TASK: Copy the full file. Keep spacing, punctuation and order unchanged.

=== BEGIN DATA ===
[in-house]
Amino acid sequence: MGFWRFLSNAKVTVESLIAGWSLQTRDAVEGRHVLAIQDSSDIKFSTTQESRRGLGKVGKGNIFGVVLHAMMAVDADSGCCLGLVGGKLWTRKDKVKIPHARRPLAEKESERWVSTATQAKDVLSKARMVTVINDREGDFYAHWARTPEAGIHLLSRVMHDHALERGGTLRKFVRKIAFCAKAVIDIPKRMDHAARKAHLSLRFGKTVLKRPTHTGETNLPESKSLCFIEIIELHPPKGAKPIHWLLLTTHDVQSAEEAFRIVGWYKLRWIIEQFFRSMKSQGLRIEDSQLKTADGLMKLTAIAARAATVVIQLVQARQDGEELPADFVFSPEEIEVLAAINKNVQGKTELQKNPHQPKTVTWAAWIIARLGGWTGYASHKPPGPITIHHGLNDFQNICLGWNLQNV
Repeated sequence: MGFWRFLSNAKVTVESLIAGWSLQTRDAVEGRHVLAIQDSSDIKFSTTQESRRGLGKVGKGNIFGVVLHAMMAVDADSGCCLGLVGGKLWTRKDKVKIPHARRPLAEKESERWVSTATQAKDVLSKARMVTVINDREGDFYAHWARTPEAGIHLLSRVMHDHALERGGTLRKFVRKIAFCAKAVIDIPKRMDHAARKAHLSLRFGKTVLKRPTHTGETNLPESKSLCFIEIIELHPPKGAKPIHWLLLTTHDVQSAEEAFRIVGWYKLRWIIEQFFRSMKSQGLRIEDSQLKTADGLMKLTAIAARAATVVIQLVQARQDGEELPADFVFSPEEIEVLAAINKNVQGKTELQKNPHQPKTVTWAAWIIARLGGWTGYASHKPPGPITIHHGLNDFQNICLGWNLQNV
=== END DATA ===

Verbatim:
[in-house]
Amino acid sequence: MGFWRFLSNAKVTVESLIAGWSLQTRDAVEGRHVLAIQDSSDIKFSTTQESRRGLGKVGKGNIFGVVLHAMMAVDADSGCCLGLVGGKLWTRKDKVKIPHARRPLAEKESERWVSTATQAKDVLSKARMVTVINDREGDFYAHWARTPEAGIHLLSRVMHDHALERGGTLRKFVRKIAFCAKAVIDIPKRMDHAARKAHLSLRFGKTVLKRPTHTGETNLPESKSLCFIEIIELHPPKGAKPIHWLLLTTHDVQSAEEAFRIVGWYKLRWIIEQFFRSMKSQGLRIEDSQLKTADGLMKLTAIAARAATVVIQLVQARQDGEELPADFVFSPEEIEVLAAINKNVQGKTELQKNPHQPKTVTWAAWIIARLGGWTGYASHKPPGPITIHHGLNDFQNICLGWNLQNV
Repeated sequence: MGFWRFLSNAKVTVESLIAGWSLQTRDAVEGRHVLAIQDSSDIKFSTTQESRRGLGKVGKGNIFGVVLHAMMAVDADSGCCLGLVGGKLWTRKDKVKIPHARRPLAEKESERWVSTATQAKDVLSKARMVTVINDREGDFYAHWARTPEAGIHLLSRVMHDHALERGGTLRKFVRKIAFCAKAVIDIPKRMDHAARKAHLSLRFGKTVLKRPTHTGETNLPESKSLCFIEIIELHPPKGAKPIHWLLLTTHDVQSAEEAFRIVGWYKLRWIIEQFFRSMKSQGLRIEDSQLKTADGLMKLTAIAARAATVVIQLVQARQDGEELPADFVFSPEEIEVLAAINKNVQGKTELQKNPHQPKTVTWAAWIIARLGGWTGYASHKPPGPITIHHGLNDFQNICLGWNLQNV